Since 2018 we’ve enjoyed the lowest tax rates in a lifetime. The Tax Cuts and Jobs Act of 2017 ushered in these low rates, which are scheduled to continue until 2025 under present law.
However, with recent Congressional spending related to the pandemic situation, as well as with the proposals for healthcare and other programs we’ve seen bandied about, it’s highly unlikely that these low rates will see 2025. The greater likelihood is that we’ll see significant increases to these current rates as soon as 2021, but more likely in 2022.
With this in mind, the IRA (or 401(k) plan) holder is currently in the catbird’s seat. If you’ll recall, one of the decision factors about whether to defer money into an IRA is your expectations about tax rates. The byword is that if you can defer income in a higher taxed year to a year when taxes are lower, you should do so.
Chances are that you reduced your income by making tax-deductible contributions to IRA or 401(k) accounts in those accumulation years at much higher tax rates than we see today. So far so good, you’re playing the game correctly if you take money out of the deferred accounts today at the much lower tax rates.
On the other hand, a tenet of Roth conversion planning also takes into account your expectations of future tax rates. For a Roth conversion to make sense, we want some degree of expectation that the tax rate we would pay on the conversion is lower than a future tax rate we’d pay on a distribution from the IRA or 401(k) account. Again, I think doing a Roth conversion for many people today fits these circumstances perfectly.
So the tax brackets are working in your favor – you deferred income from the high tax years and now we’re seeing low tax brackets. These low tax brackets aren’t going to last for long, so the time is ripe to enact a Roth conversion.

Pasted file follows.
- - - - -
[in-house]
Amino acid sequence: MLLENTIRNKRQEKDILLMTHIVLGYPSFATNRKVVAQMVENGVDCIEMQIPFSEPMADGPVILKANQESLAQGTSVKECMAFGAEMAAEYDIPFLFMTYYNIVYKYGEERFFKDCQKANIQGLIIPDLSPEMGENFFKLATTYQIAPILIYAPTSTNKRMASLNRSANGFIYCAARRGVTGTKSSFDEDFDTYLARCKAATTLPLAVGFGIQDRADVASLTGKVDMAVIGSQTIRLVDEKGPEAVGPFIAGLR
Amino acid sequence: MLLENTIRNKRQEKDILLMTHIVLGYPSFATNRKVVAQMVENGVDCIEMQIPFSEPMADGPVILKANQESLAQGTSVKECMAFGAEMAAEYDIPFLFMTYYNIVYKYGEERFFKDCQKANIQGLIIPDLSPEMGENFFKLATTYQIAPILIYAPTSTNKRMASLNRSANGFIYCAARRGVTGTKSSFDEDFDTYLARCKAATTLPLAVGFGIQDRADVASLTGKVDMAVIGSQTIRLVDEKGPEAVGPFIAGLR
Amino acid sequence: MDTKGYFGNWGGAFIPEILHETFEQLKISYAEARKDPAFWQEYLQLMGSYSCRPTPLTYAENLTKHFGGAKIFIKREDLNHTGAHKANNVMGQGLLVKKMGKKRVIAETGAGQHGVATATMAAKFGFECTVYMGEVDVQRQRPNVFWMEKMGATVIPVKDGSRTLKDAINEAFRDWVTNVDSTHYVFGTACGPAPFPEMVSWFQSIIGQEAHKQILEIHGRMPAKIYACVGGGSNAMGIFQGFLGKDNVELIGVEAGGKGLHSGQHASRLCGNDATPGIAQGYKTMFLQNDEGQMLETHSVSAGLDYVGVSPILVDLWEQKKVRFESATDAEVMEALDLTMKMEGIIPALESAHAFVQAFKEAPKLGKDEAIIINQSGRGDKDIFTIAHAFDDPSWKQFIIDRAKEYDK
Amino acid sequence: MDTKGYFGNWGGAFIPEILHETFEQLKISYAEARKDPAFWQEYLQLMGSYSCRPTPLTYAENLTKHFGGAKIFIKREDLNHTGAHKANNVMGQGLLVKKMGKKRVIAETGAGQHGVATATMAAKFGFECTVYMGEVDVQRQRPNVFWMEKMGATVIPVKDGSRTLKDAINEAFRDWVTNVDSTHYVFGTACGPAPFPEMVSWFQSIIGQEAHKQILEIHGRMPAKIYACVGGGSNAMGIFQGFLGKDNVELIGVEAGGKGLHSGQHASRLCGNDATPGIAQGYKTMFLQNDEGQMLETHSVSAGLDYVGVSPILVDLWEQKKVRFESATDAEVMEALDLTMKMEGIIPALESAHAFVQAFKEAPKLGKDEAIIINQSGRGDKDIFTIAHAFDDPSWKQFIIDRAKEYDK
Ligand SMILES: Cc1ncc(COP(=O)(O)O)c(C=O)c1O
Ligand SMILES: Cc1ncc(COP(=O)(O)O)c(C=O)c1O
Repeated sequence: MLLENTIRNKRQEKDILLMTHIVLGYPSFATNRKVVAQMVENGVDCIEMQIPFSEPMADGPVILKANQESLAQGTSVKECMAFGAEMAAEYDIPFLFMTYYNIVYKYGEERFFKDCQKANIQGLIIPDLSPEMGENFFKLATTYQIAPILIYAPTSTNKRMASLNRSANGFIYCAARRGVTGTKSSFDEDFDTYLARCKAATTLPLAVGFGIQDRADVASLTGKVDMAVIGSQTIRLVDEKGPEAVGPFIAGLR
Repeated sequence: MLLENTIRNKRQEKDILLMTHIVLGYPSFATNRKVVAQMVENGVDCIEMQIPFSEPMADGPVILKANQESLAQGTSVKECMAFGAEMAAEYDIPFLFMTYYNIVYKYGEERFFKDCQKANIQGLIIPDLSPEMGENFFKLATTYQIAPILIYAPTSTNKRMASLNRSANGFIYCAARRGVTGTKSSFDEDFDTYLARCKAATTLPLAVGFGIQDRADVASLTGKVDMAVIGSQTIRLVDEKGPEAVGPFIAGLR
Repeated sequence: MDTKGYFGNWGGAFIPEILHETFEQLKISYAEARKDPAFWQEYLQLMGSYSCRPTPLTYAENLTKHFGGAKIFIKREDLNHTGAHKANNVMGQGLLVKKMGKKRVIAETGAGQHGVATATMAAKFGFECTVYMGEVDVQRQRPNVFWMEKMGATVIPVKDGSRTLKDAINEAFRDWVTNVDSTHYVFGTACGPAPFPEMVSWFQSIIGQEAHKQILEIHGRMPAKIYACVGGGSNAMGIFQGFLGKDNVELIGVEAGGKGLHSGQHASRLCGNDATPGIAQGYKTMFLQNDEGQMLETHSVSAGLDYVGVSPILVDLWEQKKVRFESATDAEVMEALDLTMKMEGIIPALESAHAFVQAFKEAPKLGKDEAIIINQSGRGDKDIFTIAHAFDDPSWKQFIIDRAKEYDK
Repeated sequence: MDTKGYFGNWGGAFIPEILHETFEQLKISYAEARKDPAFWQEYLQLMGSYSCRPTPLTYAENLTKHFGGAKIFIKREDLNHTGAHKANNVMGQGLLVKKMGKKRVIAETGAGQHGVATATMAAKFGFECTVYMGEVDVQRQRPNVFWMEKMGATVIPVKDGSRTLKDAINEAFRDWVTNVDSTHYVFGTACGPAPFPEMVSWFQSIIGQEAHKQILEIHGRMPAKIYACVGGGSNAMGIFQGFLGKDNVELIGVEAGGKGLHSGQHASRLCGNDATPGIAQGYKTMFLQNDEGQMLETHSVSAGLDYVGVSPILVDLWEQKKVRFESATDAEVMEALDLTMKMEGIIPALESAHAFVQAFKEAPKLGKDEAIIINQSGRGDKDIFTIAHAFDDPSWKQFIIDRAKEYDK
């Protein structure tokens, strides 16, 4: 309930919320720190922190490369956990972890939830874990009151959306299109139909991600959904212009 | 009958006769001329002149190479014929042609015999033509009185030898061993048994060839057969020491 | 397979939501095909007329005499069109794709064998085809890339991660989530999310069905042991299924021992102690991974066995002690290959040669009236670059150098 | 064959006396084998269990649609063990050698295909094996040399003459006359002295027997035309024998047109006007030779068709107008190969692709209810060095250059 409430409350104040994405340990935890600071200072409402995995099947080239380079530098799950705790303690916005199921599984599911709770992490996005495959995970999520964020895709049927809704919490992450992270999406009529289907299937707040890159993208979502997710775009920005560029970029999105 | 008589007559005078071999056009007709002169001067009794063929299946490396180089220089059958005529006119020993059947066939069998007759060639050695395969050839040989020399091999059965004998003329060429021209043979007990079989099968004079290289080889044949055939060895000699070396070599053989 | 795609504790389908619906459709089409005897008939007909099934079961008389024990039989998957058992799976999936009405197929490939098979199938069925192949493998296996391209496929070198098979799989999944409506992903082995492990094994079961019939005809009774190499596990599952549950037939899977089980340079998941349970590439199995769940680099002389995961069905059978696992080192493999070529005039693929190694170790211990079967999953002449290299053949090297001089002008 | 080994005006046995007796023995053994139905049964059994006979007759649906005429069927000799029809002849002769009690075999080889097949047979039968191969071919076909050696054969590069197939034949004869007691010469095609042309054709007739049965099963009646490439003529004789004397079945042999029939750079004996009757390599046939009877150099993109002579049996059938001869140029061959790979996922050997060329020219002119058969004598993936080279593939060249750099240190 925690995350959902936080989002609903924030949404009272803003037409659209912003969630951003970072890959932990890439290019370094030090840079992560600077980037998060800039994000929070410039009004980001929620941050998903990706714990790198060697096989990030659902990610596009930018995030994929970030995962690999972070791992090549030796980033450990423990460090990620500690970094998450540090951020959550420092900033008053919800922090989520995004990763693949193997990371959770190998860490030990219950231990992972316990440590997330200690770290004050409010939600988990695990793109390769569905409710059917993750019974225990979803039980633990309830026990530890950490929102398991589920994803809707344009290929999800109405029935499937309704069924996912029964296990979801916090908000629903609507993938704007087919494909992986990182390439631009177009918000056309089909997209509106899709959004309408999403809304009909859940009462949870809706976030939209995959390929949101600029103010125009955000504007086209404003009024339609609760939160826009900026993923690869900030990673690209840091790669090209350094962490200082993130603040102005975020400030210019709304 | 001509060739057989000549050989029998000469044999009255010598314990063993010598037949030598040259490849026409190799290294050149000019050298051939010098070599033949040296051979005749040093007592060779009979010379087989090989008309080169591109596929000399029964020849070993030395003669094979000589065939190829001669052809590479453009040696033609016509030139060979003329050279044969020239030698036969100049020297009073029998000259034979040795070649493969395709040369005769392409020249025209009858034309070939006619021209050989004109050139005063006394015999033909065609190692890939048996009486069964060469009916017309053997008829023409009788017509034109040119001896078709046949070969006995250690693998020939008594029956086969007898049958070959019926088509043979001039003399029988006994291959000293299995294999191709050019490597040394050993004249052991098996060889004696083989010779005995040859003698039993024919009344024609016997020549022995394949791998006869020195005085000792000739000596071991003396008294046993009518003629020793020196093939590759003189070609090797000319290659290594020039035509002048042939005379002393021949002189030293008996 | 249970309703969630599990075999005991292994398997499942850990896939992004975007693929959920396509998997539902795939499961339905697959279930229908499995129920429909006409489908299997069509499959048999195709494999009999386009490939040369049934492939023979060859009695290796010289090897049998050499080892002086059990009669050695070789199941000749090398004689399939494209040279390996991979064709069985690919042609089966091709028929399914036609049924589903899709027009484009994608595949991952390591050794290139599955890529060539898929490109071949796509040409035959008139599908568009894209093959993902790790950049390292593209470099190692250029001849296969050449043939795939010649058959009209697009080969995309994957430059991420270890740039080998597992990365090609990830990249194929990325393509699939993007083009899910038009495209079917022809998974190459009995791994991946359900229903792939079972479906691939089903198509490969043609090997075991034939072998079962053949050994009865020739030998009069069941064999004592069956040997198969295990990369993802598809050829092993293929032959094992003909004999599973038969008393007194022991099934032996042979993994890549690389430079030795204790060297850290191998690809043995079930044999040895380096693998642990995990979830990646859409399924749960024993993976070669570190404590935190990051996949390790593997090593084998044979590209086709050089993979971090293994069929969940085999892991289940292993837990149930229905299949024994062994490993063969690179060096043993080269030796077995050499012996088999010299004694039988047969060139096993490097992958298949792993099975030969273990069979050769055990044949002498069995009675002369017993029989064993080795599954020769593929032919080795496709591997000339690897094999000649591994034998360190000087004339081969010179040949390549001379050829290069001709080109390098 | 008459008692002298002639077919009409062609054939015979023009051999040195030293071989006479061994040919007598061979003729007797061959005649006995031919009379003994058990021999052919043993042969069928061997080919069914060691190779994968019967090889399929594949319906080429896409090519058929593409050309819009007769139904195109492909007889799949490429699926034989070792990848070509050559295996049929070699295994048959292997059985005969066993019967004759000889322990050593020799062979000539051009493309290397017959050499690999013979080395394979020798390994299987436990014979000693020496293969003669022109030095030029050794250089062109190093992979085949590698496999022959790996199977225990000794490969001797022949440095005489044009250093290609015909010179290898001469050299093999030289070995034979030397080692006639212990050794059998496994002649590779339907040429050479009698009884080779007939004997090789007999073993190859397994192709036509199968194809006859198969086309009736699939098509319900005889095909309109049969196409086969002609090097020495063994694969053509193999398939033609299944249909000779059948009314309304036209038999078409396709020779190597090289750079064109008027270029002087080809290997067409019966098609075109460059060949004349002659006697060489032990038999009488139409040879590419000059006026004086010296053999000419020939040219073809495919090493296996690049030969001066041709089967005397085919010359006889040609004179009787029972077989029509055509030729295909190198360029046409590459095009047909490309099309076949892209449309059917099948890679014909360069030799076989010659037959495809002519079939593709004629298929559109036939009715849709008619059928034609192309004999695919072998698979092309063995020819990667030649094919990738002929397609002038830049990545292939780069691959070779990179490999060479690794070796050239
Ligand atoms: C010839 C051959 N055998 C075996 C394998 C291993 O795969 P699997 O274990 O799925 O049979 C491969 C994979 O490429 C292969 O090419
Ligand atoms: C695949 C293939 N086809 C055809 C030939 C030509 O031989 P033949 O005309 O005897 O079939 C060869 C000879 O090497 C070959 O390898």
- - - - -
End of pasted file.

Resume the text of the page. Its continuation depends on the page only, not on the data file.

CARES Act Eliminates RMDs
The latest legislation coming to the party is the CARES Act. Part of the CARES Act waived Required Minimum Distributions (RMDs) for IRA and 401(k) owners for 2020 (as well as beneficiaries of these accounts). For the IRA owner who typically takes the RMD money and places it in a savings account or some other non-tax-deferred vehicle, the waiver of RMDs for 2020 presents the opportunity for Roth Conversion.
If you didn’t need the money for life expenses anyway, you might look at 2020’s RMD waiver as a gift – where you can enjoy a year with a slightly lower income tax bill, since you’re not required to take the distribution. If there’s no distribution, your income will be lower, as will your tax bill.
However, if you’re already accustomed to the tax bill from prior years’ RMDs, why not take this opportunity to withdraw what would have been your RMD and convert that money over to Roth? Normally, if an RMD is required for a particular year you can’t convert that withdrawal to Roth IRA – only the amounts above your RMD can be converted. But for 2020, you can convert even your first dollar of withdrawal from your IRA.
Perhaps you could split the difference. For example, if your IRA is worth $300,000 and you are 73 years old in 2020, your RMD would have been $12,146. Instead of just bypassing the RMD altogether and enjoying an income that is $12,146 less for the year, why not convert half of it to a Roth IRA, and skip the other half. This way you’ll still get to enjoy a slightly lower tax bill, but you’ll also have $6,073 in a Roth IRA, growing tax-deferred, and tax free for withdrawals in the future. Plus, when things return to normal in 2021 (assuming they do), your IRA balance against which the RMD is calculated will be $6,073 less.
About the Author: Jim Blankenship, CFP®
Jim Blankenship is a certified financial planner with Blankenship Financial Planning, a blogger, and author of A Social Security Owner's Manual and Social Security for the Suddenly Single: Social Security Retirement and Survivor Benefits for Divorcees.